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If you know where to look, it can be quite cheap to eat in Paris. For lunch - stop at any of the bakeries you pass. Grab a ham and cheese sandwich, or a quiche with a bottle of water and eat on a park bench. Same thing for breakfast, just stop into any of the bakeries, or even one of the grocey stores and pick up something quick and easy.
The Marais has quite a few street vendors where you can pick up a quick and cheap lunch or snack.
Grocery stores are a good way of feeding yourself. Making your own sandwiches is the cheapest way of eating. The boulangeries (bakeries) are the best places to get bread. There are cheese shops, then meats shops, to fill in the rest.
Outdoor markets, selling fruits, veg, meats, cheese, etc are readily available all over the city. They seem to set up one or two days per week, so the trick is to find out what day / location the market will be present. A neighborhood market schedule can be found at http://noworriesparis.com/2014/06/19/...
As for cheap ready-to-eat stores ( i.e. if you are familiar with London, then Paris used to be quite a shock in terms of the absence of similar grocery stores with ready-to-eat food), but in the last three years thing have changed.
You'll find dailies called Monop' (small version of the Monoprix supermarkets) where you can buy sandwiches, drinks, salads, etc... and even eat on site. Also some "healthy fast foods such as Bert's and Cojean can, be found almost everywhere now. Same concept as a McDonalds, but with healthy salads, sandwiches, soups rather than fat hamburgers.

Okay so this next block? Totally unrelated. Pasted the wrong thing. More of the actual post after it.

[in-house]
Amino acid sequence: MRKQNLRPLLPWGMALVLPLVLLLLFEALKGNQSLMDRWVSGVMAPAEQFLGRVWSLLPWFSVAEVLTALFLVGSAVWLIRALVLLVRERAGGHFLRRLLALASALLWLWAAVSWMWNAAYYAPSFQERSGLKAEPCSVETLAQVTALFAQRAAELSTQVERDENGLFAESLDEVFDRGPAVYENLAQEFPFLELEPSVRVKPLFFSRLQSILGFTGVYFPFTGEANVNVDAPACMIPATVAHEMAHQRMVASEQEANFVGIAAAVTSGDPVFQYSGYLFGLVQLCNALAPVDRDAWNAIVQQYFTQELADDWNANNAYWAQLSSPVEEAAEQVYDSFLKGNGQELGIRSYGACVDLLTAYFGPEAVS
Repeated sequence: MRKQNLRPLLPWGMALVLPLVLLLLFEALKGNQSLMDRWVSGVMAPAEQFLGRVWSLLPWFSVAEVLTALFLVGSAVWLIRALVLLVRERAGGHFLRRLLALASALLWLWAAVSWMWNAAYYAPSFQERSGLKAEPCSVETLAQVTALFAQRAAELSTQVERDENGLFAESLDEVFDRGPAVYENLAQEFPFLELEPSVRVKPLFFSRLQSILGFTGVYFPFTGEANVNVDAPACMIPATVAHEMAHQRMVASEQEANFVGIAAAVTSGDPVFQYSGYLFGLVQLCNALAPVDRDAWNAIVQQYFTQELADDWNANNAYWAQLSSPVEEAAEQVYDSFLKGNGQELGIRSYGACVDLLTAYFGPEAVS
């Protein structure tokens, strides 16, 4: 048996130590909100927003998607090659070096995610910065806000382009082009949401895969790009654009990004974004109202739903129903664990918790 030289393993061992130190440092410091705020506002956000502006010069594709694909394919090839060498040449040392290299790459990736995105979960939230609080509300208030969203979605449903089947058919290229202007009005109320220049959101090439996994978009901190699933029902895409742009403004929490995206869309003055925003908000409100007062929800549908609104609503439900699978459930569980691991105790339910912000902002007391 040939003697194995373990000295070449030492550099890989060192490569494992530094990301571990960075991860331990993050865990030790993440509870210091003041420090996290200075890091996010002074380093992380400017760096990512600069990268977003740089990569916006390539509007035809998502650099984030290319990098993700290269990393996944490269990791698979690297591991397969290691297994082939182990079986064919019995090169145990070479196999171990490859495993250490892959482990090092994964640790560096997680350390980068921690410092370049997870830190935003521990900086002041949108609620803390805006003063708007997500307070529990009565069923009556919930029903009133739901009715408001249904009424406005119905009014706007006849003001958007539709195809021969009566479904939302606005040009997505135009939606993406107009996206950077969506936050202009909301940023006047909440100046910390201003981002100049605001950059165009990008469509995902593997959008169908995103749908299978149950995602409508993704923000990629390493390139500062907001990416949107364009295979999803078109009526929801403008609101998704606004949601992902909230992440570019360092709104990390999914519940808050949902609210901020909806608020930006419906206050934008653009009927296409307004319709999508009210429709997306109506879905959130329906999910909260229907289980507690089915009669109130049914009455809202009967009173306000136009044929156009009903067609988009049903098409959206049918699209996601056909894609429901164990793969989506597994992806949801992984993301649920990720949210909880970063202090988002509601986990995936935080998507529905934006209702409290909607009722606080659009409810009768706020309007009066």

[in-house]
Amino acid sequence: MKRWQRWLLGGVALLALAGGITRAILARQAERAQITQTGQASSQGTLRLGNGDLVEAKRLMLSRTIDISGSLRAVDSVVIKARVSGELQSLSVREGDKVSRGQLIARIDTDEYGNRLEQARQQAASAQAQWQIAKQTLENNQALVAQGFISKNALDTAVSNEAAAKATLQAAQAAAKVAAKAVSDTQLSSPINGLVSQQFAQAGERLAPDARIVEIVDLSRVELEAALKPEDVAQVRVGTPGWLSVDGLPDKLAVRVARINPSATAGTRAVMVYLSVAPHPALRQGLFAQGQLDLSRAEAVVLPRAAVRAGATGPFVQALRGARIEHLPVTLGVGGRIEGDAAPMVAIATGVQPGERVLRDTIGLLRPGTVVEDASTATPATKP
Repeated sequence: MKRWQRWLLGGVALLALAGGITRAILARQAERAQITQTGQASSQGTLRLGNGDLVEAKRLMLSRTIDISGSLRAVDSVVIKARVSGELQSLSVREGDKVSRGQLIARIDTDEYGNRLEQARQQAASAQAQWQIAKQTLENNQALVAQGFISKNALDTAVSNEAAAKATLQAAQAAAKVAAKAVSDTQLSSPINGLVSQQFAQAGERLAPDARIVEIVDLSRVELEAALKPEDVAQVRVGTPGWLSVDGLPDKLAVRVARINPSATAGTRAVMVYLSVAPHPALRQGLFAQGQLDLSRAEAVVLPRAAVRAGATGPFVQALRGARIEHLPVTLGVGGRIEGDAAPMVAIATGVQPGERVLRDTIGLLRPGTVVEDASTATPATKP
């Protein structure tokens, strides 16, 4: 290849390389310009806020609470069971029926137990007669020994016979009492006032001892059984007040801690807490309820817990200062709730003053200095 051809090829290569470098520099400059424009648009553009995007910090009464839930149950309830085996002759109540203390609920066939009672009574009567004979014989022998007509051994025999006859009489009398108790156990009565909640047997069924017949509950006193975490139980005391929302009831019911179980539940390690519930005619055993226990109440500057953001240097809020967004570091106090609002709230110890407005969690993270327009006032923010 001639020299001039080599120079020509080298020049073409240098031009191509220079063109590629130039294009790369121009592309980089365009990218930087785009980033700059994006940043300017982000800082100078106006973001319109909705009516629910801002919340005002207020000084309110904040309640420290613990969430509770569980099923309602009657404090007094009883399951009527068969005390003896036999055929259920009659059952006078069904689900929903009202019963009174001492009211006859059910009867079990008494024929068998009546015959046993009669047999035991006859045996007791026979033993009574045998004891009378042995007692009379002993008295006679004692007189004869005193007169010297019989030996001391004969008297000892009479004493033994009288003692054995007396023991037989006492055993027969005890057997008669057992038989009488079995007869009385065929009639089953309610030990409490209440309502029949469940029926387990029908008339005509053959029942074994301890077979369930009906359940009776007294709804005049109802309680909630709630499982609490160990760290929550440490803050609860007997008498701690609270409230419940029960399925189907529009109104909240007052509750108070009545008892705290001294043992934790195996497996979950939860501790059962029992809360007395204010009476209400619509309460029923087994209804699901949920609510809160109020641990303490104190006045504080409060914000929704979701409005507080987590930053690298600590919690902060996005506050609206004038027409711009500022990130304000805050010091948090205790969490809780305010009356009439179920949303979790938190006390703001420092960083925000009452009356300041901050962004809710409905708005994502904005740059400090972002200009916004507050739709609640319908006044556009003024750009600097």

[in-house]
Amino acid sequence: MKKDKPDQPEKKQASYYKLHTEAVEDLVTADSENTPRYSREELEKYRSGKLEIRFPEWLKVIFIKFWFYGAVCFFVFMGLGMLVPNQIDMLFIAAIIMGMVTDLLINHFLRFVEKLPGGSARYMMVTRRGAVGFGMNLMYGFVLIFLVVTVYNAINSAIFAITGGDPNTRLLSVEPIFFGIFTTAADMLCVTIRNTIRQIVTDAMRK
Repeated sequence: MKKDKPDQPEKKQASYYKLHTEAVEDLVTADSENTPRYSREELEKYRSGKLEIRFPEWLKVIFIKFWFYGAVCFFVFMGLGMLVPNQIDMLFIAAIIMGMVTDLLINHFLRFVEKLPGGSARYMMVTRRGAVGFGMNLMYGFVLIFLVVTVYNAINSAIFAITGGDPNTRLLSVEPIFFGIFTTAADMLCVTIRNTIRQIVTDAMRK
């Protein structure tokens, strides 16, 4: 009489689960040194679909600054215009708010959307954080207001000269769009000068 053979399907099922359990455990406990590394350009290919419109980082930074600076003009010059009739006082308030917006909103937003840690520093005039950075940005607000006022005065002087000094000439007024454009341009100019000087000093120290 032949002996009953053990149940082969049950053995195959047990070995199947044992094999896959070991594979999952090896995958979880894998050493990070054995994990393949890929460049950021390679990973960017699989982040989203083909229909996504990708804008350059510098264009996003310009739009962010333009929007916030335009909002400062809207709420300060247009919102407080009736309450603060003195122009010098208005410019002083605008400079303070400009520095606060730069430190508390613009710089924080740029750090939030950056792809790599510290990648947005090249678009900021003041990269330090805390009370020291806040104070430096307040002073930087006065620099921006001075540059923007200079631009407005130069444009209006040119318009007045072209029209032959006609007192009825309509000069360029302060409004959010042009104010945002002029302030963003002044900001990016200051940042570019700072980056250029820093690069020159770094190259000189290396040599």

If the weather is nice, why not do a picnic? Paris offers a lot of nice places where to do so: the Champ de Mars near the Eiffel Tower, the Jardin des Tuileries, the quais along the Seine, the Parc de Bercy, the Jardin André Citroën and of course the Bois de Boulogne or the Bois de Vincennes.
You can buy cheap food at any food stores ( Monoprix, Franprix, Huit à Huit, Shoppy, G20), and there you will also find bags that keep your food cool (those ones used for frozen food).
Crepe stands are everywhere and provide nourishment for the health nut (fill it with egg and cheese) or can satisfy the sweet tooth (nutella, jam and butter). Some are made with buckwheat and can take the place of lunch. They range in price from 2 euros to 5.
If you want to make it typically French, buy a saucisson (dry sausage) some paté or rillettes, some good cheese, cherry tomatoes and fruits and buy one or two fresh French baguettes. And do not forget a good bottle of wine, the plastic glasses to go with and of course a bottle opener!